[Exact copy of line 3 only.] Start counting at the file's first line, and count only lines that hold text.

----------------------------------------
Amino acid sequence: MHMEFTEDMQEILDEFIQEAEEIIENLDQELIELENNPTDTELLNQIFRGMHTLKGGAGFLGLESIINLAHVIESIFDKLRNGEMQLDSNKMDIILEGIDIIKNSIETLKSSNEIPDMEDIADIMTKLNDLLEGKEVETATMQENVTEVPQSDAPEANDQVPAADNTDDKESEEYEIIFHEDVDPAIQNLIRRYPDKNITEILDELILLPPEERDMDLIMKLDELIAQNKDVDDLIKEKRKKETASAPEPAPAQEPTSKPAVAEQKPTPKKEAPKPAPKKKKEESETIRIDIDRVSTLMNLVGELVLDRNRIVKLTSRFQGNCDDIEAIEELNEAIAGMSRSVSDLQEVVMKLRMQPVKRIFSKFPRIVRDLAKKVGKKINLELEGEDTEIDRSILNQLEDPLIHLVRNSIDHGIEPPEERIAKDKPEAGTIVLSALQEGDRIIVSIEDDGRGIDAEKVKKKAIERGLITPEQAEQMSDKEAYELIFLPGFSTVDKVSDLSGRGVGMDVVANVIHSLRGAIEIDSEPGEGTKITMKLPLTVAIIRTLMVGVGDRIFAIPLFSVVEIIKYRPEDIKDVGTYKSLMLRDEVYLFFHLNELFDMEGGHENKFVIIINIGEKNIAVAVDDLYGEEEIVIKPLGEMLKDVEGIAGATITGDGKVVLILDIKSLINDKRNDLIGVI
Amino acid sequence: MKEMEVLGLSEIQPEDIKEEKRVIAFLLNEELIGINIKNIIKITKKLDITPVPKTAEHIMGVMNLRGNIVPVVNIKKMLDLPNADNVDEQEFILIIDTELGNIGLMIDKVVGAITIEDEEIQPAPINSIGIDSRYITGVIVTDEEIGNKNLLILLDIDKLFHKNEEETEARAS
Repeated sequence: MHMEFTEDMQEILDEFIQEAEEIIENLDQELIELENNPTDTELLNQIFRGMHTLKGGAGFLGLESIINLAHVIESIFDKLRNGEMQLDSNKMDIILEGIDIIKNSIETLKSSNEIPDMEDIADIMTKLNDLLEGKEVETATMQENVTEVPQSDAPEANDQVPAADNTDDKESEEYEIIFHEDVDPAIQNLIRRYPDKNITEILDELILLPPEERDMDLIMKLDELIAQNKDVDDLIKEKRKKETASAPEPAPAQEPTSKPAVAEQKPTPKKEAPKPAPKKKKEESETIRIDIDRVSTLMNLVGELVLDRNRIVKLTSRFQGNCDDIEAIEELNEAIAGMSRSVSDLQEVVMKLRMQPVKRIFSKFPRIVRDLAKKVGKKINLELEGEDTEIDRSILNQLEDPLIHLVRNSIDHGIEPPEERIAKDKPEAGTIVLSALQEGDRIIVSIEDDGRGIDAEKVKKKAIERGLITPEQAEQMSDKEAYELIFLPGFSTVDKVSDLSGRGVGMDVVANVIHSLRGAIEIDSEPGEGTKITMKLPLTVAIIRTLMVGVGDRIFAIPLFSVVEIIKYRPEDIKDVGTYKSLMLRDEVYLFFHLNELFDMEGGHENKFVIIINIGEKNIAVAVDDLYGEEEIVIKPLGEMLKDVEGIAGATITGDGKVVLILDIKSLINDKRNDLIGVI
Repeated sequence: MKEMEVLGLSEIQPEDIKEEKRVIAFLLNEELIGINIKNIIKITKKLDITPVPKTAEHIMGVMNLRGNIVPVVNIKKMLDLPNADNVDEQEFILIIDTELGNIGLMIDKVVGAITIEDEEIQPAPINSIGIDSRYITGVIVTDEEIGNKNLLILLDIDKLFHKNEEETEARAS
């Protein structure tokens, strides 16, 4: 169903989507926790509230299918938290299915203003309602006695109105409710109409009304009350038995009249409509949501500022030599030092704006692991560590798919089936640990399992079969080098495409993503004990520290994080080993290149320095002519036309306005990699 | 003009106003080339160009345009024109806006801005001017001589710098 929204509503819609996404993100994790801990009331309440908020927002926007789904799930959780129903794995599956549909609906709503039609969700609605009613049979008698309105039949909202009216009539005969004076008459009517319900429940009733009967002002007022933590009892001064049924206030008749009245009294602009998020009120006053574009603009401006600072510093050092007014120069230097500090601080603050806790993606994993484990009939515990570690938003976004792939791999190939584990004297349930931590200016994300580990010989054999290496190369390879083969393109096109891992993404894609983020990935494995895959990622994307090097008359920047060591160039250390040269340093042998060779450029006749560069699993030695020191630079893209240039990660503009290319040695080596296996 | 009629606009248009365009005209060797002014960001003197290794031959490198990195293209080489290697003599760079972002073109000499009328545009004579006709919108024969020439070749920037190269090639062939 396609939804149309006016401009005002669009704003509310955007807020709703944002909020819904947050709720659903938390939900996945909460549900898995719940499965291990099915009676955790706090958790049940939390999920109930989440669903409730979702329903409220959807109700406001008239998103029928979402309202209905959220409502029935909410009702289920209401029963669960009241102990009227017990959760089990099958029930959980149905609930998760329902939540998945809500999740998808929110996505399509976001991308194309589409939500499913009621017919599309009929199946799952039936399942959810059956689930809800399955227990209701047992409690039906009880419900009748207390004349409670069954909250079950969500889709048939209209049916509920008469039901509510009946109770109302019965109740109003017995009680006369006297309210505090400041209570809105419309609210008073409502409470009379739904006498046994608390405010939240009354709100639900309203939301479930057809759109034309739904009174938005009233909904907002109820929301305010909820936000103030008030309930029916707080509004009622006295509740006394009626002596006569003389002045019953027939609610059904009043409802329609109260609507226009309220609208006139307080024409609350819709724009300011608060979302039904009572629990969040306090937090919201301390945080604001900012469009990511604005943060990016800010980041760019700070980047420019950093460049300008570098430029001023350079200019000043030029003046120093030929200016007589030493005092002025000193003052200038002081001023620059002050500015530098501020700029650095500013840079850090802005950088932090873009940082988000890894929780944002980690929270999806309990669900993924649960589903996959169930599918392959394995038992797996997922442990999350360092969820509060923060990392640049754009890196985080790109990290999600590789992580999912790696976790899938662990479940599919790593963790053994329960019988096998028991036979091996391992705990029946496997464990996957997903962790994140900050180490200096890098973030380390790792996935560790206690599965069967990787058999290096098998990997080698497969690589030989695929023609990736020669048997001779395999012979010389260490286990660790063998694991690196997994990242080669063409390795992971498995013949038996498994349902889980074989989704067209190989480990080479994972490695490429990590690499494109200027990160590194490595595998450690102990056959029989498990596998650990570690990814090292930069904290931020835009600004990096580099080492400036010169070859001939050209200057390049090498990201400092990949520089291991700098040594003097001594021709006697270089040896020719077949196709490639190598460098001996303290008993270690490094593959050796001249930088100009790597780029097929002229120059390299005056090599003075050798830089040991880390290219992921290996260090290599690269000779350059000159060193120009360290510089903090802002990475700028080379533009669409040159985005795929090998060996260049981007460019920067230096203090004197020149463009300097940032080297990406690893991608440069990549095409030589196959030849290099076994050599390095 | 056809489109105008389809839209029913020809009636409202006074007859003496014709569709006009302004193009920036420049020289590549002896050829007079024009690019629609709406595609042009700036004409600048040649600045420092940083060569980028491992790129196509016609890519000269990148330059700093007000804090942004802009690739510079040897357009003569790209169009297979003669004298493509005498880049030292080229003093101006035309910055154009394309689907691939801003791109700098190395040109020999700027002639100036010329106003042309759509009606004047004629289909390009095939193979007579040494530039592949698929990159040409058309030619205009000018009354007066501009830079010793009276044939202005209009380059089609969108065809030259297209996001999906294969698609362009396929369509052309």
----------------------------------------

Repeated sequence: MHMEFTEDMQEILDEFIQEAEEIIENLDQELIELENNPTDTELLNQIFRGMHTLKGGAGFLGLESIINLAHVIESIFDKLRNGEMQLDSNKMDIILEGIDIIKNSIETLKSSNEIPDMEDIADIMTKLNDLLEGKEVETATMQENVTEVPQSDAPEANDQVPAADNTDDKESEEYEIIFHEDVDPAIQNLIRRYPDKNITEILDELILLPPEERDMDLIMKLDELIAQNKDVDDLIKEKRKKETASAPEPAPAQEPTSKPAVAEQKPTPKKEAPKPAPKKKKEESETIRIDIDRVSTLMNLVGELVLDRNRIVKLTSRFQGNCDDIEAIEELNEAIAGMSRSVSDLQEVVMKLRMQPVKRIFSKFPRIVRDLAKKVGKKINLELEGEDTEIDRSILNQLEDPLIHLVRNSIDHGIEPPEERIAKDKPEAGTIVLSALQEGDRIIVSIEDDGRGIDAEKVKKKAIERGLITPEQAEQMSDKEAYELIFLPGFSTVDKVSDLSGRGVGMDVVANVIHSLRGAIEIDSEPGEGTKITMKLPLTVAIIRTLMVGVGDRIFAIPLFSVVEIIKYRPEDIKDVGTYKSLMLRDEVYLFFHLNELFDMEGGHENKFVIIINIGEKNIAVAVDDLYGEEEIVIKPLGEMLKDVEGIAGATITGDGKVVLILDIKSLINDKRNDLIGVI